For over two years, Camellia’s Auto Repair in Tacoma’s Lincoln District operated on a mission uncommon for typical auto shops.
Owned and operated by partners Morgan Mentzer and MJ Montgomery, the goal was to provide honest and reliable car service while also being a space and resource for LGBTQ folks, Mentzer said Thursday. Mentzer and Montgomery said they experienced sexism and homophobia in trade school and the auto industry. Diversity in the field is critical to bring in a new perspective, they said.
The couple opened the repair shop in April 2021 and operated out of their home garage in Ruston before moving into 3601 S. G St. in in May of last year.
Although Mentzer said many customers resonated with and “really, really responded” to their mission, the struggles of operating and expanding a small business were too difficult, and they closed their doors at the beginning of June.
G Street Motors now operates in that space.
“Small business ownership is really tough and it’s very stressful. You put just everything into it … the amount of stress and worry it put on us was pretty difficult,” Mentzer said. “The small business community in Tacoma is so strong. It’s so amazing. The support is really incredible, and what I love about Tacoma is [that] small businesses are absolutely the heart of business down here … and I’m really gonna miss that.”
Mentzer said the decision to close was “super heart-breaking.” Small business burnout “is very real,” she said, and “we have to do what’s best for us.”
In the next year, the couple will evaluate how to continue serving the community in a new way.
“We really want to do something with nonprofit work in terms of potentially having a low-income car repair fund,” Mentzer said. “Really kind of thinking about how we could support folks that need car repair and provide that. Many folks are dependent on their car to get to work, to get their kids to child care or even live in their car.”
The new shop would try to curb some of the negative environmental impacts that come without regular car maintenance, she said.
“By keeping your car maintained, you’re doing better for the environment as well,” Mentzer said. “Kind of linking those two things: trying to keep oil off the streets and keep folks’ cars running in a way that’s affordable and accessible.”
In addition to her work as a mechanic, Mentzer founded and runs the Reckoning Trade Project, an organization designed to bolster recruitment and retention for women, communities of color and LGBTQ trades workers. She works as a lead attorney for the Lavender Rights Project, bolstering Black and transgender rights, as well.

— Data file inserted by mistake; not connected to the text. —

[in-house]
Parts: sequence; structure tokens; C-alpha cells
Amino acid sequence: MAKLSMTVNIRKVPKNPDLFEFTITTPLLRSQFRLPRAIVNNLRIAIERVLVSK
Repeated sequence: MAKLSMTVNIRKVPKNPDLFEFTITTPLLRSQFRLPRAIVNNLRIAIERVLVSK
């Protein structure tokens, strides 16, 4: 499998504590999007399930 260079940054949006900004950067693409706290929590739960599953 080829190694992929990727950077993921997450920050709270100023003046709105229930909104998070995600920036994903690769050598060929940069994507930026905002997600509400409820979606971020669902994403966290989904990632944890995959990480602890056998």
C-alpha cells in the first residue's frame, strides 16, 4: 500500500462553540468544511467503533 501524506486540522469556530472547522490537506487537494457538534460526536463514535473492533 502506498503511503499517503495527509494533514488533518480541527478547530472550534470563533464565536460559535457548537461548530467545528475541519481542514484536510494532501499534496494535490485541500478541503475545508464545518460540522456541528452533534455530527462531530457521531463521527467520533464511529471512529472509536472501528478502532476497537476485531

Both Mentzer and Montgomery got into the automotive industry after working on their own cars because they couldn’t afford to get them fixed at the time, Mentzer said. They met working at Repair Revolution, a queer-owned auto shop in Seattle, and when they moved to Tacoma they wanted to build a similar shop here, she said.
“Serving our community is incredibly important to us. And being able to talk to somebody when you don’t necessarily have a familiarity with cars, just all of that shouldn’t be something that may be used against people,” Mentzer said.
The auto repair field is rife with toxicity, sexism and homophobia, she said. As a woman, Mentzer said, she is often not taken seriously, ignored and not understood to be as good of a mechanic as she is. As a transgender man, Montogomery experienced sexism, homophobia and transphobia in the trade as well.
“Having diversity in the trades stops that misogyny, stops those things that are taken for granted,” Mentzer said. “Diversity brings new ways to solve problems, [which] I think is what is so critical about having diversity anywhere. New perspective.”
Something that has been really important to them is the representation they can offer to others, Mentzer said.
“Why it’s important for MJ and I to be out, is that representation is so critical for people to see,” she said. “You can be a very femme woman and fix cars. You can be a trans man. You can have gotten through the industry being a woman and transitioning to a man and be the best tech there.”
Mentzer said she has faced many instances where mechanics don’t want to take the time to teach others, “or if they do, they’re obnoxious or condescending or frustrating.”
“If you’re in the culture of being harassed and degraded, you start to forget that that’s not how you should be treated,” she said. “But when you have people who are committed to creating safe and open workplaces and having that diversity, you start to shift how people’s expectations are. It shows that we shouldn’t have to put up with homophobia. We shouldn’t have to put up with sexism, transphobia and racism.”
This story was originally published June 23, 2023, 2:52 PM.